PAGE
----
1. I use Org Mode in Emacs to collect and organize questions. I use TODO states to track ones that need further research, ones that are ready to be drawn, and ones that are ready to be blogged.
  2. When I switch to tablet mode, I can select questions to draw using a custom pen-friendly Emacs interface that sets up the template for me.
  3. I upload the images using another script and add the links to my outline.

After I draft the blog post, I use another bit of code to move the relevant images out of my “To blog” directory and into another directory so that I can easily upload them (since I still haven’t tweaked the all-Emacs way of doing things the way I want them).

An index card is a good size for a chunk. It’s smaller than a blog post, so I can accelerate my learn-do-share-review cycle. If I invest more time into creating, organizing, and sharing them, I think they’ll pay off well. Other people report that their Zettelkasten (index card organization systems) become almost like conversational partners and collaborators. I already feel that way about my blog archive, and it will probably be even more

Hmm… Should I add a unique identifier to sketches so that I can refer to them more concisely than giving the full link? This mostly matters for referring to sketches in the drawing itself, since I can use links in text or metadata. For example, I can assign codes to each chunk, possibly differentiating between sketches (letters?) and blog posts (numbers?). So, maybe “2015-01-01a” for the first sketch on January 1, and “2015-01-01-1” for the first blog post? I could omit the dashes, but then searching requires that mental translation, so we’ll keep the dashes in there. The downside is that there’ll be a little additional clutter, but it might be interesting to experiment with – adding a reference line, and maybe even adding the info to the filename. It gives some linking capability that can survive the disparate systems I publish sketches to (my blog, Evernote, Flickr), even for sketches that don’t get turned into blog posts.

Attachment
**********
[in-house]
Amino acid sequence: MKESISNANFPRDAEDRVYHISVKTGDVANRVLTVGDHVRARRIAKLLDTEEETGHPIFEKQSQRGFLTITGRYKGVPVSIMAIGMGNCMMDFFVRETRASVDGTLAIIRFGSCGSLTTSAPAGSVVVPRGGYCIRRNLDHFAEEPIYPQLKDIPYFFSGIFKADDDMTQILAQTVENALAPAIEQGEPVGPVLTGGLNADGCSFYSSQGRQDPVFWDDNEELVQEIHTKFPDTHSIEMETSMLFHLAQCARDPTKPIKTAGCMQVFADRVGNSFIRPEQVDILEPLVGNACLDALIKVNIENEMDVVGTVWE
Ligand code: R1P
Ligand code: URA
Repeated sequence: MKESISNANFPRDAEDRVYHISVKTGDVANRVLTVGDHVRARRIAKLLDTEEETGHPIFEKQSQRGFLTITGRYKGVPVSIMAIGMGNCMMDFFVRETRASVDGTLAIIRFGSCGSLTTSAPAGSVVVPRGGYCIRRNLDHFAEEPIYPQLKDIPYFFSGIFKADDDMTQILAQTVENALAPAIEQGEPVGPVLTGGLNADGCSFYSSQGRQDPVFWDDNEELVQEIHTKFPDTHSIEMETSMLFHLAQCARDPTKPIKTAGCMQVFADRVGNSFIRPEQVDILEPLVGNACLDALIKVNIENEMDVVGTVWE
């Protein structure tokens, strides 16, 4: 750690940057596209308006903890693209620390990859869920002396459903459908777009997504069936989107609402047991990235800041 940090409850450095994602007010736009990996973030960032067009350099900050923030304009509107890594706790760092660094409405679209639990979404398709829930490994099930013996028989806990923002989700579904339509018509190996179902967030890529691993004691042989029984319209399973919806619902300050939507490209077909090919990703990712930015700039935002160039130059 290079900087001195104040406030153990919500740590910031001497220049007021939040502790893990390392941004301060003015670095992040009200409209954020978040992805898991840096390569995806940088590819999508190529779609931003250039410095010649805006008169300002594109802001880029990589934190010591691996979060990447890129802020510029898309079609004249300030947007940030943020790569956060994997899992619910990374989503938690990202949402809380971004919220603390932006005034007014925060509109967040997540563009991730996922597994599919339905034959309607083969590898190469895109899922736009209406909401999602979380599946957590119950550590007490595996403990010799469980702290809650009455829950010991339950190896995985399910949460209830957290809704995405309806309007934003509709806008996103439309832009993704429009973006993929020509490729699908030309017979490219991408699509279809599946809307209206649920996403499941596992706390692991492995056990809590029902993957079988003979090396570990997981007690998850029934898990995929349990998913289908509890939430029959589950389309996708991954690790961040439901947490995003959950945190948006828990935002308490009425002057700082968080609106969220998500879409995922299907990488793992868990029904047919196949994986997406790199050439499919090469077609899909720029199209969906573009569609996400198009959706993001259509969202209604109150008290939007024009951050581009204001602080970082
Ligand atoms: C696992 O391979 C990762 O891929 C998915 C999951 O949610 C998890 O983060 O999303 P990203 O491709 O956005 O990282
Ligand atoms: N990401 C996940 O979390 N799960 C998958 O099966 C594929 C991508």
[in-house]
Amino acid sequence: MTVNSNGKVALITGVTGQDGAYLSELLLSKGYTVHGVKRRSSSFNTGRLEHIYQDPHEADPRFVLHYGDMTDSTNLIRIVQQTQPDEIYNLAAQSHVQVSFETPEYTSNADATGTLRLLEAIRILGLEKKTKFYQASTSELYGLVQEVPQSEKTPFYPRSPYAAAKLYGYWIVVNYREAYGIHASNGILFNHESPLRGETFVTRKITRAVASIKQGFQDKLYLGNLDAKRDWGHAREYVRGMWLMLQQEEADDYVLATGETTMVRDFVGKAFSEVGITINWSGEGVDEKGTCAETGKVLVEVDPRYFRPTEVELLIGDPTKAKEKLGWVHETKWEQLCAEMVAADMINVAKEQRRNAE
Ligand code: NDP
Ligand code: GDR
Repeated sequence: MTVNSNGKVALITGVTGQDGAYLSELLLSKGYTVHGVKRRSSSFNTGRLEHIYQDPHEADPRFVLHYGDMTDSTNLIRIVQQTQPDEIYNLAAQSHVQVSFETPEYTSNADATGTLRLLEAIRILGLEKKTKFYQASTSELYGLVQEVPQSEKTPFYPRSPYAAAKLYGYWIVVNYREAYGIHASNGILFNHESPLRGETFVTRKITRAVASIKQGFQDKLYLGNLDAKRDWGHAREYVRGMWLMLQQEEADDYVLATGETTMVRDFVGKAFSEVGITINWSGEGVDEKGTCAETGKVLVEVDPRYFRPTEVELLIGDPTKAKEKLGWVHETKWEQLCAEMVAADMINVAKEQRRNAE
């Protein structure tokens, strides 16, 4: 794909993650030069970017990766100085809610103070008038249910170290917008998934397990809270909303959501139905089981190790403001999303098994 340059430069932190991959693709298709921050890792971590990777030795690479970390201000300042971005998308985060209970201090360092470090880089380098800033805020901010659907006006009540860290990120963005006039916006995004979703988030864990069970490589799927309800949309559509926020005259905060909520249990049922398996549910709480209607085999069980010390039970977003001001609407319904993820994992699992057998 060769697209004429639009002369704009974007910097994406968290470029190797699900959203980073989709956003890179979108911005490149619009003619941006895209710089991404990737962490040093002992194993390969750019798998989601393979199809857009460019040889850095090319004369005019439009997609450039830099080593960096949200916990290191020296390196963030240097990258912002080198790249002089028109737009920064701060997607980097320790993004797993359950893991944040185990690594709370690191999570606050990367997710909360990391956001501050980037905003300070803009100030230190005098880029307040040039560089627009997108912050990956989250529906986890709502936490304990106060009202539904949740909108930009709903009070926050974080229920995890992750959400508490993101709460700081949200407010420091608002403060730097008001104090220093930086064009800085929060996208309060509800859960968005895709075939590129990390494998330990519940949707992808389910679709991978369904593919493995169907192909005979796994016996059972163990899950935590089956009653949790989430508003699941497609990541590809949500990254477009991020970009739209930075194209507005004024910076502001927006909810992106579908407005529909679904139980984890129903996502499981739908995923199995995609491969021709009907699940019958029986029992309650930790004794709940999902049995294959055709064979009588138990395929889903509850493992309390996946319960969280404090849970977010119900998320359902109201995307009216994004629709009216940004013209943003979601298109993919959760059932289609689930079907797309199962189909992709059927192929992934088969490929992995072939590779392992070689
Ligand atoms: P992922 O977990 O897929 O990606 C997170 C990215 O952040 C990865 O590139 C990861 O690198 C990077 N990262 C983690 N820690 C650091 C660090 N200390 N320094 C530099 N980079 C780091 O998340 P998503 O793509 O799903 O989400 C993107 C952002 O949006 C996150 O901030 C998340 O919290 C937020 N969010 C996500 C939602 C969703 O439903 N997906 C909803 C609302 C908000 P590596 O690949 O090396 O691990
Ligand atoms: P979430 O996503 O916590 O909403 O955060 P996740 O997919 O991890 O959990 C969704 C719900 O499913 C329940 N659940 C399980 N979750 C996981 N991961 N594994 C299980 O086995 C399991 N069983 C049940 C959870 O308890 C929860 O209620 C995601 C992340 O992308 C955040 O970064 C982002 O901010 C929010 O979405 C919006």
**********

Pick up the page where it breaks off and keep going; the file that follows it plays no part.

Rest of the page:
What about my 5-cards-a-day target?

2015-02-08 Reflection on 5 index cards a day target -- index card #drawing #reflection

2015-02-08 Reflection on 5 index cards a day target – index card #drawing #reflection

Sometimes making five cards feels like a stretch, since I have to Think Interesting Thoughts. Using templates can help – I could make four cards and a journal entry, for example. I expect the awkwardness will subside as I build up my question store and do more research/experimentation.

Colour slows me down if I think about it too much or worry about becoming too repetitive. It might be fine to just quickly highlight things most of the time and save the development of colour sense for sessions of deliberate practice.

2015-02-09 How can I make better use of my index card drawing process -- index card #drawing #index-cards #zettelkasten

2015-02-09 How can I make better use of my index card drawing process – index card #drawing #index-cards #zettelkasten

In terms of thinking, spending the extra few minutes to think about and capture the next questions or actions for a card can make a big difference in my focus. I can also relax my chunking guidelines so that a single sketch can be fleshed out into a quick blog post instead of waiting until I accumulate several sketches related to the topic – taking my own advice to schedule Minimum Viable Posts. If I phrase my outline in terms of questions instead of keywords, I’ll probably find that more motivating and easier to scope.

2015-02-09 How can I make better use of my laptop -- index card #tech

2015-02-09 How can I make better use of my laptop – index card #tech

That will probably also help me with some of the bottlenecks I identified while contemplating how I can make better use of my laptop. I’m doing okay at generating questions and drawing index cards, but I can do better at translating those ideas into research, experiments, and blog posts. So, I can clear out more of my backlog of index cards that I want to share (probably ending up with two months of scheduled blog posts, or maybe even more!). Then I can research and try out more ideas, so I’m not just drawing questions that I can answer with what’s currently in my head. =)

Onward!